“Then there was the educated Texan from Texas who looked like someone in Technicolor and felt, patriotically, that people of means – decent folk – should be given more votes than drifters, whores, criminals, degenerates, atheists and indecent folk – people without means.”

“Dunbar was lying motionless on his back again with his eyes staring up at the ceiling like a doll’s.  He was working hard at increasing his life span.  He did it by cultivating boredom.  Dunbar was working so hard at increasing his life span that Yossarian thought he was dead.”

“The colonel dwelt in a vortex of specialists who were still specializing in trying to determine what was troubling him.  They hurled lights in his eyes to see if he could see, rammed needles into nerves to hear if he could feel.  There was a urologist for his urine, a lymphologist for his lymph, an endocrinologist for his endocrines, a psychologist for his psyche, a dermatologist for his derma; there was a pathologist for his pathos, a cystologist for his cysts, and a bald and pedantic cetologist from the zoology department at Harvard who had been shanghaied ruthlessly into the Medical Corps by a faulty anode in an I.B.M. machine and spent his sessions with the dying colonel trying to discuss Moby Dick with him.”

“But Yossarian knew he was right, because, as he explained to Clevinger, to the best of his knowledge he had never been wrong.  Everywhere he looked was a nut, and it was all a sensible young gentleman like himself could do to maintain his perspective amid so much madness.  And it was urgent that he did, for he knew his life was in peril.”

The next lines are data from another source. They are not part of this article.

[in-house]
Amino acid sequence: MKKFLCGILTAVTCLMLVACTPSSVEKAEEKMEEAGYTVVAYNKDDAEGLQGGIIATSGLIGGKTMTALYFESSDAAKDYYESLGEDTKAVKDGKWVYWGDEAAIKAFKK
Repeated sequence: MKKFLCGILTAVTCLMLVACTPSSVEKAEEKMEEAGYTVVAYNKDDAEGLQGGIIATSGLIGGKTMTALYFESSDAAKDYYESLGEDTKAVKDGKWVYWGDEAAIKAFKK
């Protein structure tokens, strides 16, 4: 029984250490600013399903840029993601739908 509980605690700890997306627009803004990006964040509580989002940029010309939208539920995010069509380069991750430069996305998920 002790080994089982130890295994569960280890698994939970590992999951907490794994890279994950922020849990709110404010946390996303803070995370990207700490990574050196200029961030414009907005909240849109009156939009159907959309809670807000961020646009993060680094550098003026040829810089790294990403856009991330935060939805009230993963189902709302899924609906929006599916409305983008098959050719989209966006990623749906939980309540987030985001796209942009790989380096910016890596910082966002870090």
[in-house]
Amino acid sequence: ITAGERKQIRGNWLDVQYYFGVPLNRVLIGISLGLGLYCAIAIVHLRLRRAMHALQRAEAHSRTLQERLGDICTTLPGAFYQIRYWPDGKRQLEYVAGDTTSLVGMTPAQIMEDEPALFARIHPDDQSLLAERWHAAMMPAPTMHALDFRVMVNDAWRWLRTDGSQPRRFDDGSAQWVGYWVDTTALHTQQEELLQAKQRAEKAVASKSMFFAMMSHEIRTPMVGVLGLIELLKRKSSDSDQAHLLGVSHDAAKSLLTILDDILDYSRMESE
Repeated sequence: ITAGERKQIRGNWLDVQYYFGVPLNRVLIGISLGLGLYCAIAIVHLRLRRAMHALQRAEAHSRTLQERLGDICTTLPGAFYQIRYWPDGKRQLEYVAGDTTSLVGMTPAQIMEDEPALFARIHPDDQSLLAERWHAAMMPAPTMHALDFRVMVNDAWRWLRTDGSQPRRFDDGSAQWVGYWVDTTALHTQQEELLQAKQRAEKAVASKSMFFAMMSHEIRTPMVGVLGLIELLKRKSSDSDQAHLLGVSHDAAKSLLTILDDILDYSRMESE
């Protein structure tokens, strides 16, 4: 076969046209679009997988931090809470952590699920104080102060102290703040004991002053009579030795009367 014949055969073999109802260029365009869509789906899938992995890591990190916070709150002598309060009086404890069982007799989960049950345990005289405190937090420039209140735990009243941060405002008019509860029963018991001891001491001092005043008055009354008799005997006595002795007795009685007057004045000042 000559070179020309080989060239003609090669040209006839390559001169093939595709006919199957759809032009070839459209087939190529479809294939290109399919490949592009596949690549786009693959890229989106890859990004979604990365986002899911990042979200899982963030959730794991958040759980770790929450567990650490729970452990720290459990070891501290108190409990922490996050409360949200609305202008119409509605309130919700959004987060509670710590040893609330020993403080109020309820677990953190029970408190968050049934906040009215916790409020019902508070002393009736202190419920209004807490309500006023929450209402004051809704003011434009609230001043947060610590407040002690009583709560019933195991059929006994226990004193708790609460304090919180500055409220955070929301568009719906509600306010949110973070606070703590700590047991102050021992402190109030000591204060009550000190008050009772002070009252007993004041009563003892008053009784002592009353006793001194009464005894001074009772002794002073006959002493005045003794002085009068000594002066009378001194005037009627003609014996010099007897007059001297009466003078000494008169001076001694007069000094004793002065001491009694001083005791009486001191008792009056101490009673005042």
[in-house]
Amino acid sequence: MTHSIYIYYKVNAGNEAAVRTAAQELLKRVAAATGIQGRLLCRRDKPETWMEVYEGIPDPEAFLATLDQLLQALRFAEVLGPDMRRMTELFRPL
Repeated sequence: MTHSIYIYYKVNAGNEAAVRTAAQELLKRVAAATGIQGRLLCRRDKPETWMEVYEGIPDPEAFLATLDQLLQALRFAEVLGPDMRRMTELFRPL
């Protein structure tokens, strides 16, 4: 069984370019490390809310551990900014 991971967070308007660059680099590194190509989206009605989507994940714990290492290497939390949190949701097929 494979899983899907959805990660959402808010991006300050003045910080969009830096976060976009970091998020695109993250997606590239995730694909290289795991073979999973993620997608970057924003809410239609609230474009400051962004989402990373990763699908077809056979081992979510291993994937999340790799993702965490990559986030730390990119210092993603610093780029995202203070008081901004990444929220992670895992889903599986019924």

“Yossarian was a lead bombardier who had been demoted because he no longer gave a damn whether he missed or not.  He had decided to live forever or die in the attempt, and his only mission each time he went up was to come down alive.”

“Doc Daneeka was a very neat, clean man whose idea of a good time was to sulk.”

“Captain Black knew he was a subversive because he wore eyeglasses and used words like panacea and utopia, and because he disapproved of Adolf Hitler, who had done such a great job of combating un-American activities in Germany.”

“Group Headquarters was alarmed, for there was no telling what people might find out once they felt free to ask whatever questions they wanted to.”

“You wouldn’t believe it, Yossarian,” he ruminated, raising his voice deliberately to bait Doc Daneeka, “but this used to be a pretty good country to live in before they loused it up with their goddam piety.”

“Yossarian was moved very deeply by the absolute simplicity of this clause of Catch-22, and let out a respectful whistle.
“That’s some catch, that Catch-22,” he observed.
“It’s the best there is,” Doc Daneeka agreed.”

“That men would die was a matter of necessity; which men would die, though was a matter of circumstance, and Yossarian was willing to be the victim of anything but circumstance.”

“She was a plump, pink, sluggish girl who read good books and kept urging Yossarian not to be so bourgeois without the r.”

“One day he had stumbled while marching to class; the next day he was formally charged with “breaking ranks while in formation, felonious assault, indiscriminate behavior, mopery, high treason, provoking, being a smart guy, listening to classical music, and so on.”

“In between these two low points of his birth and his success lay thirty-one dismal years of loneliness and frustration.  Major Major had been born too late and too mediocre.  Some men are born mediocre, some men achieve mediocrity, and some men have mediocrity thrust upon them.  With Major Major it had been all three.”